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February 25, 2013
Barbee tired of timidity
AUBURN | Tony Barbee knows what's wrong with his team. That's a start.
Since a 2-0 start to the Southeastern Conference season, the Tigers have dropped 11 of their last 12 league games. The statistical profile provides a crisp snapshot of the symptoms - bottom half of the conference in scoring, defense, rebounding.
Yet that's not what troubles the Auburn coach most.
"We're getting off to fairly decent starts, then something happens during the course of a game where it seems like we fall apart -- for whatever reason," Barbee said. "I have no idea what that is. We'll stop defending, we'll stop executing, easy shots, layups, free throws, post-ups, jumpers, wide open and (they) don't go down. Then we let that adversity spill into the next thing. Then it's hard to get them to re-focus."
Sounds a lot like a lack mental toughness.
"You could go there," Barbee said.
That's an odd problem for a team that relies so heavily on experienced leaders. Auburn's top four scorers are third- or fourth-year players who average at least 23 minutes apiece. Point guard Josh Wallace is a senior as well.
Barbee exhibited patience throughout January as several of those older players struggled to produce consistently. That began to change after a lackluster, 10-point loss at Kentucky when senior guard Frankie Sullivan, the Tigers' leading scorer, was removed from the starting lineup.
Now it's Chris Denson's turn to feel the wrath. The junior, whose ability to create off the dribble sparks the team's offense, was removed from the starting lineup at Ole Miss last weekend and played only three minutes.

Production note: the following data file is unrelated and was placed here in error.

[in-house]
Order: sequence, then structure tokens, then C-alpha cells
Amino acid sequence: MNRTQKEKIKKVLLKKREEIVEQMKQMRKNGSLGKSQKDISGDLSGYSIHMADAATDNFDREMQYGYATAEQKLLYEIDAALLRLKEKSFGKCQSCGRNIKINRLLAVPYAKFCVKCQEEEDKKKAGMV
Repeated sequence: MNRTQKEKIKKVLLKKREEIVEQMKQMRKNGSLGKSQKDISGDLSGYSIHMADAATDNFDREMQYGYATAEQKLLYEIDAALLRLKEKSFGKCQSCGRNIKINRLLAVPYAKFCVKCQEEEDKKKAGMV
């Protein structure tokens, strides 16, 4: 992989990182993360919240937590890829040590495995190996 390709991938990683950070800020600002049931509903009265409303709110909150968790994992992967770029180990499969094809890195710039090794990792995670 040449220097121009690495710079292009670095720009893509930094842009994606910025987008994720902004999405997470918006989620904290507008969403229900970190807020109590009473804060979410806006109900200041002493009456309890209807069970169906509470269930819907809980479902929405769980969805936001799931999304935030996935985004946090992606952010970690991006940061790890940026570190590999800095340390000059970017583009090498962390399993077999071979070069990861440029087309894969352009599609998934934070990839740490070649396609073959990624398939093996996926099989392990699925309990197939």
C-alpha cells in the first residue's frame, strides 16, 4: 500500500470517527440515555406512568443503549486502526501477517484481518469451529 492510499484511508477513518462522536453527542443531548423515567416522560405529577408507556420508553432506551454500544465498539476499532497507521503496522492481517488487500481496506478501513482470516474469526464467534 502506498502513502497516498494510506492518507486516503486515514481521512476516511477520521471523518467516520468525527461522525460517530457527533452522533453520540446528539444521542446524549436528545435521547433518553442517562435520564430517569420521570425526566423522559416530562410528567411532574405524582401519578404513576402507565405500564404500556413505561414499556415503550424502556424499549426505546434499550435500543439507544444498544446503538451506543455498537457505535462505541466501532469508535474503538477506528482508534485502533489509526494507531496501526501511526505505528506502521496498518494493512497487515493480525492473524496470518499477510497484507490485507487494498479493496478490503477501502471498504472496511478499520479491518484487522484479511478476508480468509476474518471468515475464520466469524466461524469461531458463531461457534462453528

Barbee's reasoning was simple.
``I didn't think he was defending very well. He wasn't giving his all defensively. If you don't play on that end of the floor, you don't play."
Auburn lost the game, 88-55, but Barbee seemed at least moderately encouraged by the play of freshmen Shaquille Johnson and Brian Greene Jr., who combined to score 26 points. They'll continue to get prime opportunities to thrive Tuesday night at Alabama.
What can be accomplished in Tuscaloosa?
Barbee seems prepared to emphasize development.
"All the guys who are returning, we're talking to them about the culture of what this is about. Whether you win or lose, it's about how hard you compete and how hard you fight," he said. "You have to go that together. With the seniors, I want to see them continue to fight. They've only got five guaranteed games before their college career ends. I keep talking to them about: How do they want to go out? How do they want to be remembered here?"
Sullivan has additional motivations.
Auburn beat Alabama inside Auburn Arena three weeks ago with attentive defense and aggressive work near the paint, which yielded both easy scores and free throws.
Since then, the Tide has emerged as a potential NCAA Tournament team. Another loss to Auburn could spoil Alabama's apparent renaissance.
"Spoiling anything for those guys is good," Sullivan said. "You don't want to mess up anybody's career up, but when it comes to those guys, you try to spoil it."